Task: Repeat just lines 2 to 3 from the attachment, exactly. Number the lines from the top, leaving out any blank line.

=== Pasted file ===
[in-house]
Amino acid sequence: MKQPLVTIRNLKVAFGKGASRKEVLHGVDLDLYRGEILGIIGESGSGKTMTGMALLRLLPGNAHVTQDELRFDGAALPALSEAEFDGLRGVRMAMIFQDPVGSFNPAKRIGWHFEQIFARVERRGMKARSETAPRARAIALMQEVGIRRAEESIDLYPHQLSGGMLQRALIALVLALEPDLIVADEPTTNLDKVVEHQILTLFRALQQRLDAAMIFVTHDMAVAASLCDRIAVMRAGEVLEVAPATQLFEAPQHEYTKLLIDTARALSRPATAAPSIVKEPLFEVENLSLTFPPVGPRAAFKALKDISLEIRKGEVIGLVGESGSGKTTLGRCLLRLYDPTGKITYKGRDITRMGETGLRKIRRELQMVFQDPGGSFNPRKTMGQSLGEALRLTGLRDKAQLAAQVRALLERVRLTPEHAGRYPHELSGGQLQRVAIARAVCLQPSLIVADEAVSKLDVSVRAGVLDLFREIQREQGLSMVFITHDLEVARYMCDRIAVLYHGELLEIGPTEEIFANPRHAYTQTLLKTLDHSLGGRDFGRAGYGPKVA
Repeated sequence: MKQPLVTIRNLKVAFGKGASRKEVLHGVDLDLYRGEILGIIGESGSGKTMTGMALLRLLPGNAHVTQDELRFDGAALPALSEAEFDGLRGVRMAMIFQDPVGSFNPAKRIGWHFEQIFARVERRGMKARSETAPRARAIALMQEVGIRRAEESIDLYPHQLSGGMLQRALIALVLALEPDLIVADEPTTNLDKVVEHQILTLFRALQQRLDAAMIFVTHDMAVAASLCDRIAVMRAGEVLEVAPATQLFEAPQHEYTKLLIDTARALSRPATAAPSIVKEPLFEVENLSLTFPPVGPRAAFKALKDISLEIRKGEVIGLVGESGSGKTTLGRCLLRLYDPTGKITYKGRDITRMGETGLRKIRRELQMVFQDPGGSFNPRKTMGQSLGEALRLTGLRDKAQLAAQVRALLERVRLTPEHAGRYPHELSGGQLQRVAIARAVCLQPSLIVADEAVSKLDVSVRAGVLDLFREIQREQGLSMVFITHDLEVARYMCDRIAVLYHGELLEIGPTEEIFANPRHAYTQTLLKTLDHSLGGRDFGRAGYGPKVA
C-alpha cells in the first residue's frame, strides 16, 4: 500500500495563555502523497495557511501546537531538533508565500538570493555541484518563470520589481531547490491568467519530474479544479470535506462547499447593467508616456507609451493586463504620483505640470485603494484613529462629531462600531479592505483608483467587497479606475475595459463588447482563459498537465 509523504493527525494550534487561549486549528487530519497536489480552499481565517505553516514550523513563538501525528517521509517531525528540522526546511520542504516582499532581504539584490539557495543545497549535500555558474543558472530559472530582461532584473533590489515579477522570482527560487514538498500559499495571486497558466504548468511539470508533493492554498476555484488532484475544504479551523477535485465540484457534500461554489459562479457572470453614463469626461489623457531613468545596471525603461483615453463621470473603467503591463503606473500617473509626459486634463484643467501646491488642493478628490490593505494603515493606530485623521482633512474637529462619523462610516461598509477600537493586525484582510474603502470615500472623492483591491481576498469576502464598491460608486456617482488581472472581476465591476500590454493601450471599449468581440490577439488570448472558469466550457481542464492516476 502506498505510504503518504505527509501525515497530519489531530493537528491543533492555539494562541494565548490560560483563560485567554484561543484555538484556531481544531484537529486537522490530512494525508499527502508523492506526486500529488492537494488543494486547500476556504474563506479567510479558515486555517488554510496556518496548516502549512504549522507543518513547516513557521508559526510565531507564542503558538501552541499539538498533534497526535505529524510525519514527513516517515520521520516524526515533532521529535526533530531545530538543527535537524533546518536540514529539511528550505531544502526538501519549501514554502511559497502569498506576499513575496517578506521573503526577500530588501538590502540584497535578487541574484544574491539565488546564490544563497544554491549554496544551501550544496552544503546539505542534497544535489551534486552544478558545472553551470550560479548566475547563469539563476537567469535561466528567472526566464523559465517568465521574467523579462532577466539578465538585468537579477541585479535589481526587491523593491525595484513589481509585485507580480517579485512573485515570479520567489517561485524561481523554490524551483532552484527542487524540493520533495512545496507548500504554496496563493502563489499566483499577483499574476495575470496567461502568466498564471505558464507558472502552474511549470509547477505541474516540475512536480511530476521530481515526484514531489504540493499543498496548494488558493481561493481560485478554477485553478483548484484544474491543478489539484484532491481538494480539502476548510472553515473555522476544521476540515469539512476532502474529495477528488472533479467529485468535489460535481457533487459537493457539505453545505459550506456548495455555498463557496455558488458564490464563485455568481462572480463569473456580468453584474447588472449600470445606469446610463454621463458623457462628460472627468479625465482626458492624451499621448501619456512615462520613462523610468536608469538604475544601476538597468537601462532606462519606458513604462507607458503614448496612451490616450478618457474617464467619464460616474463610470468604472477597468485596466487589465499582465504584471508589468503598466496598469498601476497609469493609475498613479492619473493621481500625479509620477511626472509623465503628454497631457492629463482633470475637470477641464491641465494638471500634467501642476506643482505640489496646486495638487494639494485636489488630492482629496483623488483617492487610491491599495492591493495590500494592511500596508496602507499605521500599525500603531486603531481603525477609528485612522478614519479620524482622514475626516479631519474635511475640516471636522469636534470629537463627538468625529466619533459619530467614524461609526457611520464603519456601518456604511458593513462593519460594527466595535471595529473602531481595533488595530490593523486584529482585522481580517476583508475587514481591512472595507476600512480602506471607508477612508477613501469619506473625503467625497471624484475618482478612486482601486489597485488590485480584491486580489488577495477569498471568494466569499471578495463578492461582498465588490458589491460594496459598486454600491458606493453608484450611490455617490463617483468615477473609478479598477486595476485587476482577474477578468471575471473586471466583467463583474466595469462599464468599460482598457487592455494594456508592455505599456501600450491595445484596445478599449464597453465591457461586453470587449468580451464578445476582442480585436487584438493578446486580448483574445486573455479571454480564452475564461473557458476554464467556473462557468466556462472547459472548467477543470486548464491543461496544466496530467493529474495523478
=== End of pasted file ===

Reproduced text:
Amino acid sequence: MKQPLVTIRNLKVAFGKGASRKEVLHGVDLDLYRGEILGIIGESGSGKTMTGMALLRLLPGNAHVTQDELRFDGAALPALSEAEFDGLRGVRMAMIFQDPVGSFNPAKRIGWHFEQIFARVERRGMKARSETAPRARAIALMQEVGIRRAEESIDLYPHQLSGGMLQRALIALVLALEPDLIVADEPTTNLDKVVEHQILTLFRALQQRLDAAMIFVTHDMAVAASLCDRIAVMRAGEVLEVAPATQLFEAPQHEYTKLLIDTARALSRPATAAPSIVKEPLFEVENLSLTFPPVGPRAAFKALKDISLEIRKGEVIGLVGESGSGKTTLGRCLLRLYDPTGKITYKGRDITRMGETGLRKIRRELQMVFQDPGGSFNPRKTMGQSLGEALRLTGLRDKAQLAAQVRALLERVRLTPEHAGRYPHELSGGQLQRVAIARAVCLQPSLIVADEAVSKLDVSVRAGVLDLFREIQREQGLSMVFITHDLEVARYMCDRIAVLYHGELLEIGPTEEIFANPRHAYTQTLLKTLDHSLGGRDFGRAGYGPKVA
Repeated sequence: MKQPLVTIRNLKVAFGKGASRKEVLHGVDLDLYRGEILGIIGESGSGKTMTGMALLRLLPGNAHVTQDELRFDGAALPALSEAEFDGLRGVRMAMIFQDPVGSFNPAKRIGWHFEQIFARVERRGMKARSETAPRARAIALMQEVGIRRAEESIDLYPHQLSGGMLQRALIALVLALEPDLIVADEPTTNLDKVVEHQILTLFRALQQRLDAAMIFVTHDMAVAASLCDRIAVMRAGEVLEVAPATQLFEAPQHEYTKLLIDTARALSRPATAAPSIVKEPLFEVENLSLTFPPVGPRAAFKALKDISLEIRKGEVIGLVGESGSGKTTLGRCLLRLYDPTGKITYKGRDITRMGETGLRKIRRELQMVFQDPGGSFNPRKTMGQSLGEALRLTGLRDKAQLAAQVRALLERVRLTPEHAGRYPHELSGGQLQRVAIARAVCLQPSLIVADEAVSKLDVSVRAGVLDLFREIQREQGLSMVFITHDLEVARYMCDRIAVLYHGELLEIGPTEEIFANPRHAYTQTLLKTLDHSLGGRDFGRAGYGPKVA